Treatment Adherence and Support for People who Inject Drugs Taking Direct Acting Antiviral Therapy for Hepatitis C Infection.

08:00 EDT 12th July 2019 | BioPortfolio

Summary of "Treatment Adherence and Support for People who Inject Drugs Taking Direct Acting Antiviral Therapy for Hepatitis C Infection."

A community-based public health facility in Sydney, Australia, the Kirketon Road Centre (KRC) provides healthcare to people who inject drugs (PWID), homeless and other marginalised people. Since March 2016, KRC has provided treatment for chronic hepatitis C virus (HCV) with direct acting antivirals (DAAs). We aimed to evaluate treatment adherence amongst clients taking DAAs in a highly marginalised population. All clients who commenced DAA therapy prior to March 2018 at KRC were included in this observational cohort with a subset of clients attending daily or weekly for enhanced adherence support and dosing. Demographic, behavioural, clinical measures and medication dosing was recorded and adherence calculated as the proportion of doses taken during the expected treatment duration. Factors associated with adherence were examined using logistic regression. 242 individuals commenced DAA therapy, of whom 79 (32%) received enhanced adherence support. Enhanced support was associated with homelessness, daily injecting, Aboriginality, mental health co-morbidity and poly-drug use (all p<0.001). Overall adherence was 86%, and 92% of patients missed one or more doses (median 10, IQR 4-24). At least 90% adherence during planned duration was seen in 38%, but increased to 66% by continuing therapy beyond planned duration. Intention-to-treat SVR12 was 68%, and 66% in the enhanced adherence support sub-population, with 29% lost-to-follow up by SVR12 testing. There were only 2 (0.8%) documented virological failures. Per-protocol SVR12 was 99%, and 96% in the enhanced adherence support sub-population. In conclusion, adherence support may benefit those with multiple markers of marginalisation. Extension of therapy beyond planned duration is a pragmatic strategy to enhance completion. Strategies to improve follow-up, particularly post-treatment are required. This article is protected by copyright. All rights reserved.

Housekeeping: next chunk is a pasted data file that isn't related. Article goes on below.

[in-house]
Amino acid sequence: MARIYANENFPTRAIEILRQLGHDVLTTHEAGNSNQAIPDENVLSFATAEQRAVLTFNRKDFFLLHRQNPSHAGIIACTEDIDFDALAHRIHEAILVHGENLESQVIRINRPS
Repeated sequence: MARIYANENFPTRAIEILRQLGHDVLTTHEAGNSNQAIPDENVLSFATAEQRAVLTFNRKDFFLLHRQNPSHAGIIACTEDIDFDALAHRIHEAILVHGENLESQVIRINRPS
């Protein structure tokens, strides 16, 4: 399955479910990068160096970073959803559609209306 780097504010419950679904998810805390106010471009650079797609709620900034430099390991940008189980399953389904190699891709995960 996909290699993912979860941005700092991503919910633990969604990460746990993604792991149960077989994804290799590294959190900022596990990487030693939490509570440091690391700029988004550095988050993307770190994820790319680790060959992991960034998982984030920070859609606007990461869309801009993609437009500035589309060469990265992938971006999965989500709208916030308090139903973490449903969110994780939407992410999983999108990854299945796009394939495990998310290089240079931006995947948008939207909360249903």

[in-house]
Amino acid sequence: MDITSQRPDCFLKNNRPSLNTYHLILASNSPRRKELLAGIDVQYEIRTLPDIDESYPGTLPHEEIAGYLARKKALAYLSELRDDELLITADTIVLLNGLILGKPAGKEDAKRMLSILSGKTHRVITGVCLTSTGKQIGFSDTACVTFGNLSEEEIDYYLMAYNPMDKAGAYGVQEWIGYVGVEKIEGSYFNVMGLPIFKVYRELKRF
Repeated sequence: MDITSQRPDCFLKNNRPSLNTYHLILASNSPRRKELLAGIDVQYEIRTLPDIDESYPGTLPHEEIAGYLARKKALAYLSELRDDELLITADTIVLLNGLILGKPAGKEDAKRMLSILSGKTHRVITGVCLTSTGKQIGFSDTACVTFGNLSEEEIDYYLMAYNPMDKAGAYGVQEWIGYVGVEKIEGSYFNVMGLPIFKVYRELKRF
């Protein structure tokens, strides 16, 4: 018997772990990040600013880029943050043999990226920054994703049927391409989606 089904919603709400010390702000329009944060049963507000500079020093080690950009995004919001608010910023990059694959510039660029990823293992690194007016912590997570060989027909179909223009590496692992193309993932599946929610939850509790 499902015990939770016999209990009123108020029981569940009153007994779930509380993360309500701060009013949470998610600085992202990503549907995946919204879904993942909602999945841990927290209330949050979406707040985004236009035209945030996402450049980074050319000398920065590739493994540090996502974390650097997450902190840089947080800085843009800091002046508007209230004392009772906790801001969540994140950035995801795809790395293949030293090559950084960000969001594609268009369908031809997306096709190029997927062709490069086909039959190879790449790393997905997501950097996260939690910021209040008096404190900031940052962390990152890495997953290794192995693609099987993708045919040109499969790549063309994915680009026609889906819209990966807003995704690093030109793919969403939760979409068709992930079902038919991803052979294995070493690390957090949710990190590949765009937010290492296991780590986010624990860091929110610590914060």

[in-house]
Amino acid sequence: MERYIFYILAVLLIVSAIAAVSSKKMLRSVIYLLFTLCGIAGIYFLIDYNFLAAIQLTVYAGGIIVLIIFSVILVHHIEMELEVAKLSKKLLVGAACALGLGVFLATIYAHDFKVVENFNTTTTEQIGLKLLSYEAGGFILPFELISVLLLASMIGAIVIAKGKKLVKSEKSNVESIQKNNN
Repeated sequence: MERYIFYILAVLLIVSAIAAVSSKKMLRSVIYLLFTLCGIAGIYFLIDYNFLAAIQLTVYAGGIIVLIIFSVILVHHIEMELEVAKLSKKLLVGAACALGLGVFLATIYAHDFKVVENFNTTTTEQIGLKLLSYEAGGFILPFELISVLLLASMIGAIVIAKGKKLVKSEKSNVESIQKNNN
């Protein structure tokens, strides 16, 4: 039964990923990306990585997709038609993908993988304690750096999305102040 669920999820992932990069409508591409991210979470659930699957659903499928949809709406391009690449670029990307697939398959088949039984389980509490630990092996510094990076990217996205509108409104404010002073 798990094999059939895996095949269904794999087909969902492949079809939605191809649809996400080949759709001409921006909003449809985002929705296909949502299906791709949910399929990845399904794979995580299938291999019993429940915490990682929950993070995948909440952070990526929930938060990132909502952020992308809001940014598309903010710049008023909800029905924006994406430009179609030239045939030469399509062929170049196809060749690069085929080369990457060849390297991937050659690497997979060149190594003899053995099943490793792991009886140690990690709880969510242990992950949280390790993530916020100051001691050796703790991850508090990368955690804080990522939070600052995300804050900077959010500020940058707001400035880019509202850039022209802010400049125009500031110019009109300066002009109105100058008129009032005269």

Journal Details

This article was published in the following journal.

Name: Journal of viral hepatitis
ISSN: 1365-2893


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Medical and Biotech [MESH] Definitions

Voluntary cooperation of the patient in taking drugs or medicine as prescribed. This includes timing, dosage, and frequency.

Extent to which the patient follows prescribed treatment such as keeping APPOINTMENTS AND SCHEDULES and MEDICATION ADHERENCE for desired therapeutic outcome. It implies active responsibility shared by patient and health care providers.

Drugs which have received FDA approval for human testing but have yet to be approved for commercial marketing. This includes drugs used for treatment while they still are undergoing clinical trials (Treatment IND). The main heading includes drugs under investigation in foreign countries.

Fluid propulsion systems driven mechanically, electrically, or osmotically that are used to inject (or infuse) over time agents into a patient or experimental animal; used routinely in hospitals to maintain a patent intravenous line, to administer antineoplastic agents and other drugs in thromboembolism, heart disease, diabetes mellitus (INSULIN INFUSION SYSTEMS is also available), and other disorders.

Compliance by health personnel or proxies with the stipulations of ADVANCE DIRECTIVES (or similar directives such as RESUSCITATION ORDERS) when patients are unable to direct their own care.

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